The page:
This is now the standard edition of the Speedy kit, which now comes with pearwood laser cut parts and pearwood planking. All laser cutting is now done in-house.
Dimensions of completed model are:
Length – 700mm ( 27.5 “) , Width – 230mm ( 9.0″), Height – 492mm ( 19.4”)
The 1:64th scale kit has been extensively researched and has been developed to show her as she would have likely looked in 1800/01, when commanded by Thomas Cochrane. For the modellers who like to add detail over and above what kits offer, the Speedy kit does include the lower deck, which is stepped aft and at the correct height to the main deck. There are a lot more bulkheads than standard kits of this size to help keep the very fine hull lines when planking.
The kit has the following features:
- 14 sets of laser cut materials, including a laser cut and engraved deck
- 7 separate photo etched sheets in brass and copper
- Copper plates for hull below waterline
- Double planking in limewood and second planking in pear wood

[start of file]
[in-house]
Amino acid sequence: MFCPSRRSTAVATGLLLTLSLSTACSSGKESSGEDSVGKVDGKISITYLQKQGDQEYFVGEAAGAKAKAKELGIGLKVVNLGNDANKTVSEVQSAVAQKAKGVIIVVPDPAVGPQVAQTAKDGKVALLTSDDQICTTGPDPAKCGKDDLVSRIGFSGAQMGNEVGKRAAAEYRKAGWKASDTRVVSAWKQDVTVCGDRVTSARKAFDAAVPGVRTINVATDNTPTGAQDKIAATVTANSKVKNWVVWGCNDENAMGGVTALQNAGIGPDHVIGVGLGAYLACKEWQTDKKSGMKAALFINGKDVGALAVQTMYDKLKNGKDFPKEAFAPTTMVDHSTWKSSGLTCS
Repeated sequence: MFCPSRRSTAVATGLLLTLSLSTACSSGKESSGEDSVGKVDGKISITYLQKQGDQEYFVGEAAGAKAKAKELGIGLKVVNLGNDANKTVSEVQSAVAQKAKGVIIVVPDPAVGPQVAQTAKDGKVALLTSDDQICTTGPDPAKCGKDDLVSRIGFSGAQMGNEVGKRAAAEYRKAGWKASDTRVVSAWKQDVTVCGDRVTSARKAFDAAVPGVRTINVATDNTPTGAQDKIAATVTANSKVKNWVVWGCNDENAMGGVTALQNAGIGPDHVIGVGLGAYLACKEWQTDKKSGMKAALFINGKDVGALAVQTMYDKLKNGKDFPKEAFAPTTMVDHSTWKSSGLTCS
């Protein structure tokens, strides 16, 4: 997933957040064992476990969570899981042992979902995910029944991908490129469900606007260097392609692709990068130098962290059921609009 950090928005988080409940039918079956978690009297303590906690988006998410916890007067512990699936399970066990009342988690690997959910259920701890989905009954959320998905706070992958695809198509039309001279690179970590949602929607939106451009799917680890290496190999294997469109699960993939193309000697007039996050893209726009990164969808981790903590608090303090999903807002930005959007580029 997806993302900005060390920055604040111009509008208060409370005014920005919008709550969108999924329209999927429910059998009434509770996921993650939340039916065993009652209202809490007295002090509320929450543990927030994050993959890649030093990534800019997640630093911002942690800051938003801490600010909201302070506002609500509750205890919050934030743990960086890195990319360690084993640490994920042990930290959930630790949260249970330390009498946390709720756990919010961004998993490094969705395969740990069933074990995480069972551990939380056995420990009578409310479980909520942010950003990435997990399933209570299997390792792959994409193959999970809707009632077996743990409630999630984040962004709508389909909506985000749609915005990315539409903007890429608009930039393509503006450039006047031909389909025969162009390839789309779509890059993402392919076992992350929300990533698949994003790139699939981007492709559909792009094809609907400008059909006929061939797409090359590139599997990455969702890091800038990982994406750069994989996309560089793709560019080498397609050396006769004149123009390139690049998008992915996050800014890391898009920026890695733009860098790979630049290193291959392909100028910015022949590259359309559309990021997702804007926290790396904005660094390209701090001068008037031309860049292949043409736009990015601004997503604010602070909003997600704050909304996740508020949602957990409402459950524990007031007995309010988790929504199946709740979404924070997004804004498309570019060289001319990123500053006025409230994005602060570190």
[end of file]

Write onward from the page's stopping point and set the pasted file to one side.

- Walnut dowel for masts and yards
- 10 separate rigging thread sizes in black and natural
- 14 cast resin 4-Pounder cannon and 20 cast resin half-Pounder swivel cannon
- Cast resin 1:64 scale figure of Lord Cochrane himself
- 60-page full colour building manual and 10 sheets of 50x70cm plan sets
- Two cradles, one for when building and a clear acetate display cradle for the competed model
- Very detailed scale 18′ Cutter mini-kit
- All other materials and fittings required to build the model as shown.
This small brig was the one of the first generations of new naval brigs, and her lines were more of a hybrid between a sleek cutter and brig. She was a small vessel for her class, but what she lacked in size and raw gunpower, she more than made up for in character.
Speedy had a very active history, being captured in 1794 by French frigates and then recaptured in March the following year. After Cochrane lost her (in an unwinnable battle), Speedy was renamed Saint Pierre and presented to the pope by Napoleon himself.
It is while commanding Speedy that Cochrane made his name. This was his first command, and the combination of this aggressive commander and Speedy ensured that they would be a thorn in the side of the French and Spanish navies, culminating in the remarkable exploit of taking the Spanish 32-gun frigate Gamo (with xebec hull and rig form). Cochrane led 48 of his crew (almost all of them) up the sides of the frigate, which had over 300 men and eventually took the ship.